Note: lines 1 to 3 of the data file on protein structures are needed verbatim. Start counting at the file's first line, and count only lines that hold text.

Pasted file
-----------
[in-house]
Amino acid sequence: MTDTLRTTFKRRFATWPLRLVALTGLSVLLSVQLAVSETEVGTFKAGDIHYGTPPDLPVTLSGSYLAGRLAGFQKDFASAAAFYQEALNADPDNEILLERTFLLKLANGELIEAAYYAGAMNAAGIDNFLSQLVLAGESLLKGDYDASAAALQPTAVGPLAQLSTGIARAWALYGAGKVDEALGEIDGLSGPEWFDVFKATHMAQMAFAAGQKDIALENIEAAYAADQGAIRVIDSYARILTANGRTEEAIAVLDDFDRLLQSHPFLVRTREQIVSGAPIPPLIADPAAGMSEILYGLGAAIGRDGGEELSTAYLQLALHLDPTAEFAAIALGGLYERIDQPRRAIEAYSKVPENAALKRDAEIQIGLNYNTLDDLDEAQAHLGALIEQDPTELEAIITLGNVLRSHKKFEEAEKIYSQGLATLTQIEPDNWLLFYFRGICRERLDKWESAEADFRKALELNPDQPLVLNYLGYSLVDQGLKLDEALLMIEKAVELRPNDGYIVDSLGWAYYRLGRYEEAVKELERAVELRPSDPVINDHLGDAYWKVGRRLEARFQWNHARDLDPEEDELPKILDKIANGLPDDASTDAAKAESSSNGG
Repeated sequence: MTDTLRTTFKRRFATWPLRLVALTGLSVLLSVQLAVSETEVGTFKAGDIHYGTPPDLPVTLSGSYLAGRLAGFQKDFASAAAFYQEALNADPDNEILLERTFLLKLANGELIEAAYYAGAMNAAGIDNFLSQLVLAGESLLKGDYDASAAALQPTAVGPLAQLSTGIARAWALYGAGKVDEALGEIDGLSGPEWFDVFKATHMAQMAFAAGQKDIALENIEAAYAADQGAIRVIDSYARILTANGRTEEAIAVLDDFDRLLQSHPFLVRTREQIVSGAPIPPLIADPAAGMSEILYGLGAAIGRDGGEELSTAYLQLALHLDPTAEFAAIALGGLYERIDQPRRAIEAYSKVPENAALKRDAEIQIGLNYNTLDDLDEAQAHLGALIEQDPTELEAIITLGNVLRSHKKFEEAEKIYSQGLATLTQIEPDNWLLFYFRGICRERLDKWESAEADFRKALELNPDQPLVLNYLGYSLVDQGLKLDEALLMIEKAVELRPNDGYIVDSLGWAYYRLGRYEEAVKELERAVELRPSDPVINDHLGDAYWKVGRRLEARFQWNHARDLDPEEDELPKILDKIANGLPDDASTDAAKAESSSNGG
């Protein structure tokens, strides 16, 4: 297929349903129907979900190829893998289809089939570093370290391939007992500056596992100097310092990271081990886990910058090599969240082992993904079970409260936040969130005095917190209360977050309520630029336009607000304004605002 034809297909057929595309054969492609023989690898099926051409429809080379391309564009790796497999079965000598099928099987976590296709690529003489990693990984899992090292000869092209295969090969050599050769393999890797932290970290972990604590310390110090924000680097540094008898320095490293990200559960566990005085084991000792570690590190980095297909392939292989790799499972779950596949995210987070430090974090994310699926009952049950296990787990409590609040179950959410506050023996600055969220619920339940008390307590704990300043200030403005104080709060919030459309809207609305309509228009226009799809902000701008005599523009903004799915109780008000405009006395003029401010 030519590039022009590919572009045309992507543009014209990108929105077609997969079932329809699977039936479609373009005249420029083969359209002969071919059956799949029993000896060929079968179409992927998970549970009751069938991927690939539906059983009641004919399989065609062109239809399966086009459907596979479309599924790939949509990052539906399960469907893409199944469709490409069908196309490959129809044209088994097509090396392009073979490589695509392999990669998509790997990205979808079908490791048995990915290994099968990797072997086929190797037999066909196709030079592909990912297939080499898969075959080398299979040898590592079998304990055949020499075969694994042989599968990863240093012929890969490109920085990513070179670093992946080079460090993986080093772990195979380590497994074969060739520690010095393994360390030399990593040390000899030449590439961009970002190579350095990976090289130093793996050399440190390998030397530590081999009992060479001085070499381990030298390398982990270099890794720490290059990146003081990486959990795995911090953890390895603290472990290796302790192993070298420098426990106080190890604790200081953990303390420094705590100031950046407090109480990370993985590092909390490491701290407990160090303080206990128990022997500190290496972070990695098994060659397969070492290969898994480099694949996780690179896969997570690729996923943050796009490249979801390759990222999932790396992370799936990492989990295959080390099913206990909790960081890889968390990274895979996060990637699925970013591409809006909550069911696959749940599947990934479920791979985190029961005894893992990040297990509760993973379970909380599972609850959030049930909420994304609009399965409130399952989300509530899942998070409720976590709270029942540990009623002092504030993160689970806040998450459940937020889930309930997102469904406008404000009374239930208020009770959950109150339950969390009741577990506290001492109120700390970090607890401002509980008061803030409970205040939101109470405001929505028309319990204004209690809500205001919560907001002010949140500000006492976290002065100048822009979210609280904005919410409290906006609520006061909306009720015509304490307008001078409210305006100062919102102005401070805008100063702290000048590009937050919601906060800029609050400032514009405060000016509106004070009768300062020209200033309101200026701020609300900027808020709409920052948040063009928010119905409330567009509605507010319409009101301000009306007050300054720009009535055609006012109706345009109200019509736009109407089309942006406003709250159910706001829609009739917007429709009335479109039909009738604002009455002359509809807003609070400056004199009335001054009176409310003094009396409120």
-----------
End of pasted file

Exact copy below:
[in-house]
Amino acid sequence: MTDTLRTTFKRRFATWPLRLVALTGLSVLLSVQLAVSETEVGTFKAGDIHYGTPPDLPVTLSGSYLAGRLAGFQKDFASAAAFYQEALNADPDNEILLERTFLLKLANGELIEAAYYAGAMNAAGIDNFLSQLVLAGESLLKGDYDASAAALQPTAVGPLAQLSTGIARAWALYGAGKVDEALGEIDGLSGPEWFDVFKATHMAQMAFAAGQKDIALENIEAAYAADQGAIRVIDSYARILTANGRTEEAIAVLDDFDRLLQSHPFLVRTREQIVSGAPIPPLIADPAAGMSEILYGLGAAIGRDGGEELSTAYLQLALHLDPTAEFAAIALGGLYERIDQPRRAIEAYSKVPENAALKRDAEIQIGLNYNTLDDLDEAQAHLGALIEQDPTELEAIITLGNVLRSHKKFEEAEKIYSQGLATLTQIEPDNWLLFYFRGICRERLDKWESAEADFRKALELNPDQPLVLNYLGYSLVDQGLKLDEALLMIEKAVELRPNDGYIVDSLGWAYYRLGRYEEAVKELERAVELRPSDPVINDHLGDAYWKVGRRLEARFQWNHARDLDPEEDELPKILDKIANGLPDDASTDAAKAESSSNGG
Repeated sequence: MTDTLRTTFKRRFATWPLRLVALTGLSVLLSVQLAVSETEVGTFKAGDIHYGTPPDLPVTLSGSYLAGRLAGFQKDFASAAAFYQEALNADPDNEILLERTFLLKLANGELIEAAYYAGAMNAAGIDNFLSQLVLAGESLLKGDYDASAAALQPTAVGPLAQLSTGIARAWALYGAGKVDEALGEIDGLSGPEWFDVFKATHMAQMAFAAGQKDIALENIEAAYAADQGAIRVIDSYARILTANGRTEEAIAVLDDFDRLLQSHPFLVRTREQIVSGAPIPPLIADPAAGMSEILYGLGAAIGRDGGEELSTAYLQLALHLDPTAEFAAIALGGLYERIDQPRRAIEAYSKVPENAALKRDAEIQIGLNYNTLDDLDEAQAHLGALIEQDPTELEAIITLGNVLRSHKKFEEAEKIYSQGLATLTQIEPDNWLLFYFRGICRERLDKWESAEADFRKALELNPDQPLVLNYLGYSLVDQGLKLDEALLMIEKAVELRPNDGYIVDSLGWAYYRLGRYEEAVKELERAVELRPSDPVINDHLGDAYWKVGRRLEARFQWNHARDLDPEEDELPKILDKIANGLPDDASTDAAKAESSSNGG